Related Article: The Intelligent Workplace Couldn't Come at a Better Time

Step 1: Identify Your Needs

Armed with your understanding of why you are implementing your digital workplace, your next step is to outline the specific capabilities needed. Every successful digital workplace starts with laying out a foundation and infrastructure. What follows are some example questions to ask when working to identify organizational needs. For the following examples — and because it’s an extremely common and effective platform for deploying a digital workplace — I’ll be referencing Microsoft 365.

  • Do you know which Microsoft 365 capabilities are currently available?
    Microsoft 365 is the next generation of Office 365 (which is a component of the larger suite) and it’s rich features are being added to on a regular basis. Make sure you have a solid understanding of both the current feature set and what features will be available soon. The picture below gives you some sense of the breadth of features in the Microsoft 365 platform.

microsoft 365
Microsoft 365 features at a glance

  • Can you utilize the Microsoft 365 features you want while retaining existing investments?
    For many organizations, too much change can be disruptive — so know the limits. You may want to prioritize the features and space out sections of your deployment to give employees time to adapt. Communicating internally throughout the entire implementation process, including sharing goals, timelines, etc., is a great way to avoid drastically impacting day-to-day processes and keep everyone on the same page.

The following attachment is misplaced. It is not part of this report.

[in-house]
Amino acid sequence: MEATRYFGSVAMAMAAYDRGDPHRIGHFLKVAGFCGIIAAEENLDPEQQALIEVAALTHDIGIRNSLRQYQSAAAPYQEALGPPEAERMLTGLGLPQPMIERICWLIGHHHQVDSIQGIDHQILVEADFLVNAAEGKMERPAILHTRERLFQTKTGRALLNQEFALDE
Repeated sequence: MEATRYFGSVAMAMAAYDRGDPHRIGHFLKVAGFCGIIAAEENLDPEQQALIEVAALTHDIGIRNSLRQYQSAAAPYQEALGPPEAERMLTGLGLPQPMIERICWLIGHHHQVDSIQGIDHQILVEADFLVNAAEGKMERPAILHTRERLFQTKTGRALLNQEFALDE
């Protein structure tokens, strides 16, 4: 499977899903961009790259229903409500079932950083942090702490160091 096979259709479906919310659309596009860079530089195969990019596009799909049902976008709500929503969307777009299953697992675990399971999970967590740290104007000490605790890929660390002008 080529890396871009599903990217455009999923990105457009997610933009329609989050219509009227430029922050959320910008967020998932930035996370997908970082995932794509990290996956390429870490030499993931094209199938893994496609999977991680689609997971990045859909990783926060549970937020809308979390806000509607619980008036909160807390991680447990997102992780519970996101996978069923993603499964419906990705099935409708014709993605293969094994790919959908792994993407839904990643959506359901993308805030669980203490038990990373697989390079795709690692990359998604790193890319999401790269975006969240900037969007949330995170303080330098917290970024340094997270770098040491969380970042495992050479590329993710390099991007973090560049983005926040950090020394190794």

• Are you interested in controlling your platform’s upgrade experience?
    The core challenge with a cloud-based SaaS platform is you cannot always control when new updates will get pushed through. It’s important to identify if and when this might become an issue, and when you’d need to potentially implement training and usability workshops. Failing to take this into account can result in a loss of credibility and trust in your digital workplace team within the organization, as well as a reduction in platform use and communication.
  • Is the digital workplace the primary role of your internal staff?
    Supportability is a critical factor to drive the longevity of your digital workplace initiative. Do you have the internal skills to be successful and take on new projects, or do you need to consider hiring, or engaging with an experienced digital workplace partner?